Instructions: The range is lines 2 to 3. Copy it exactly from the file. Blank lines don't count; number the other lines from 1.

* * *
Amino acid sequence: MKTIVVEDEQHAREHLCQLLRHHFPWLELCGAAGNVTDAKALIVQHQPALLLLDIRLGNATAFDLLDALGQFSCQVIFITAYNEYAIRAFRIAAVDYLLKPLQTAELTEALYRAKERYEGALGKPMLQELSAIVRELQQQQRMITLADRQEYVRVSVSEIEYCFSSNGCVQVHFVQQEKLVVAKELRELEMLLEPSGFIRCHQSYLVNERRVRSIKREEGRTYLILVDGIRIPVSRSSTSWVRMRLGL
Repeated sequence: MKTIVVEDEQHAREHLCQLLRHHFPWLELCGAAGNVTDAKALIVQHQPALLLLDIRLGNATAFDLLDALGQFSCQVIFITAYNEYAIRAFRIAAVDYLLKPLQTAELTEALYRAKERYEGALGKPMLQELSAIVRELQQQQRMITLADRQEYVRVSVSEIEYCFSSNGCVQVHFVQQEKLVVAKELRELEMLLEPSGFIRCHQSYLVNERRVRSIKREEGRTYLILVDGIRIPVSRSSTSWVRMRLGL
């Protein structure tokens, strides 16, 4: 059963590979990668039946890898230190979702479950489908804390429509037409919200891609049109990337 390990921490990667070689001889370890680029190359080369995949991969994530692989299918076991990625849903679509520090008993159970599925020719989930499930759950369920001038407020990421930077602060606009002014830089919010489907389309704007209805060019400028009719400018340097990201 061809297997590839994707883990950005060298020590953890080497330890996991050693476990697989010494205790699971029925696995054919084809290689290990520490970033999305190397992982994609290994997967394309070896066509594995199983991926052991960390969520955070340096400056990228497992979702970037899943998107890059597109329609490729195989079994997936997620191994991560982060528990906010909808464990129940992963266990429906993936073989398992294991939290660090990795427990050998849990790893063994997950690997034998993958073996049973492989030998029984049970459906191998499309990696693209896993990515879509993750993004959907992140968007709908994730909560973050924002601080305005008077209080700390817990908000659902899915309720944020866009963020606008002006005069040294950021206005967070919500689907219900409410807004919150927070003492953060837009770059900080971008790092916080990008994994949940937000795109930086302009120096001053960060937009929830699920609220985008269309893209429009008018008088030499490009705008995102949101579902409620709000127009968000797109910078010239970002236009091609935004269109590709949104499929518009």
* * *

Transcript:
Repeated sequence: MKTIVVEDEQHAREHLCQLLRHHFPWLELCGAAGNVTDAKALIVQHQPALLLLDIRLGNATAFDLLDALGQFSCQVIFITAYNEYAIRAFRIAAVDYLLKPLQTAELTEALYRAKERYEGALGKPMLQELSAIVRELQQQQRMITLADRQEYVRVSVSEIEYCFSSNGCVQVHFVQQEKLVVAKELRELEMLLEPSGFIRCHQSYLVNERRVRSIKREEGRTYLILVDGIRIPVSRSSTSWVRMRLGL
């Protein structure tokens, strides 16, 4: 059963590979990668039946890898230190979702479950489908804390429509037409919200891609049109990337 390990921490990667070689001889370890680029190359080369995949991969994530692989299918076991990625849903679509520090008993159970599925020719989930499930759950369920001038407020990421930077602060606009002014830089919010489907389309704007209805060019400028009719400018340097990201 061809297997590839994707883990950005060298020590953890080497330890996991050693476990697989010494205790699971029925696995054919084809290689290990520490970033999305190397992982994609290994997967394309070896066509594995199983991926052991960390969520955070340096400056990228497992979702970037899943998107890059597109329609490729195989079994997936997620191994991560982060528990906010909808464990129940992963266990429906993936073989398992294991939290660090990795427990050998849990790893063994997950690997034998993958073996049973492989030998029984049970459906191998499309990696693209896993990515879509993750993004959907992140968007709908994730909560973050924002601080305005008077209080700390817990908000659902899915309720944020866009963020606008002006005069040294950021206005967070919500689907219900409410807004919150927070003492953060837009770059900080971008790092916080990008994994949940937000795109930086302009120096001053960060937009929830699920609220985008269309893209429009008018008088030499490009705008995102949101579902409620709000127009968000797109910078010239970002236009091609935004269109590709949104499929518009």